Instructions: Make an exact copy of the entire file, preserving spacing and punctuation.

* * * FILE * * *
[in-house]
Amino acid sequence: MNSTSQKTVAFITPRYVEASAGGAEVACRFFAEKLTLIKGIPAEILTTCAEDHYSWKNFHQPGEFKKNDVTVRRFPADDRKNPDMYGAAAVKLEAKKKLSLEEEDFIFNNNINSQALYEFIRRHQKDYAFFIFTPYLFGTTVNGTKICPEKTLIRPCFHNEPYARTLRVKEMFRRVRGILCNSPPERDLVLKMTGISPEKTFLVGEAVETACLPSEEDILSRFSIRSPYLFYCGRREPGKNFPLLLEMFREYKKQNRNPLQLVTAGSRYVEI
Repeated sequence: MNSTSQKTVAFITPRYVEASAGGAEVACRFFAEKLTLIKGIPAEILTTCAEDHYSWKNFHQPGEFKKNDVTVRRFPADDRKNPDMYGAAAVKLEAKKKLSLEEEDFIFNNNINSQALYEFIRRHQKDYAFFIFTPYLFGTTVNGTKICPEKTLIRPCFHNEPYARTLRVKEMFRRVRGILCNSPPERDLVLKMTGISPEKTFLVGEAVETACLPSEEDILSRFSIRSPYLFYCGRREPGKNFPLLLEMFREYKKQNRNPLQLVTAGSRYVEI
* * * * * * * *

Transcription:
[in-house]
Amino acid sequence: MNSTSQKTVAFITPRYVEASAGGAEVACRFFAEKLTLIKGIPAEILTTCAEDHYSWKNFHQPGEFKKNDVTVRRFPADDRKNPDMYGAAAVKLEAKKKLSLEEEDFIFNNNINSQALYEFIRRHQKDYAFFIFTPYLFGTTVNGTKICPEKTLIRPCFHNEPYARTLRVKEMFRRVRGILCNSPPERDLVLKMTGISPEKTFLVGEAVETACLPSEEDILSRFSIRSPYLFYCGRREPGKNFPLLLEMFREYKKQNRNPLQLVTAGSRYVEI
Repeated sequence: MNSTSQKTVAFITPRYVEASAGGAEVACRFFAEKLTLIKGIPAEILTTCAEDHYSWKNFHQPGEFKKNDVTVRRFPADDRKNPDMYGAAAVKLEAKKKLSLEEEDFIFNNNINSQALYEFIRRHQKDYAFFIFTPYLFGTTVNGTKICPEKTLIRPCFHNEPYARTLRVKEMFRRVRGILCNSPPERDLVLKMTGISPEKTFLVGEAVETACLPSEEDILSRFSIRSPYLFYCGRREPGKNFPLLLEMFREYKKQNRNPLQLVTAGSRYVEI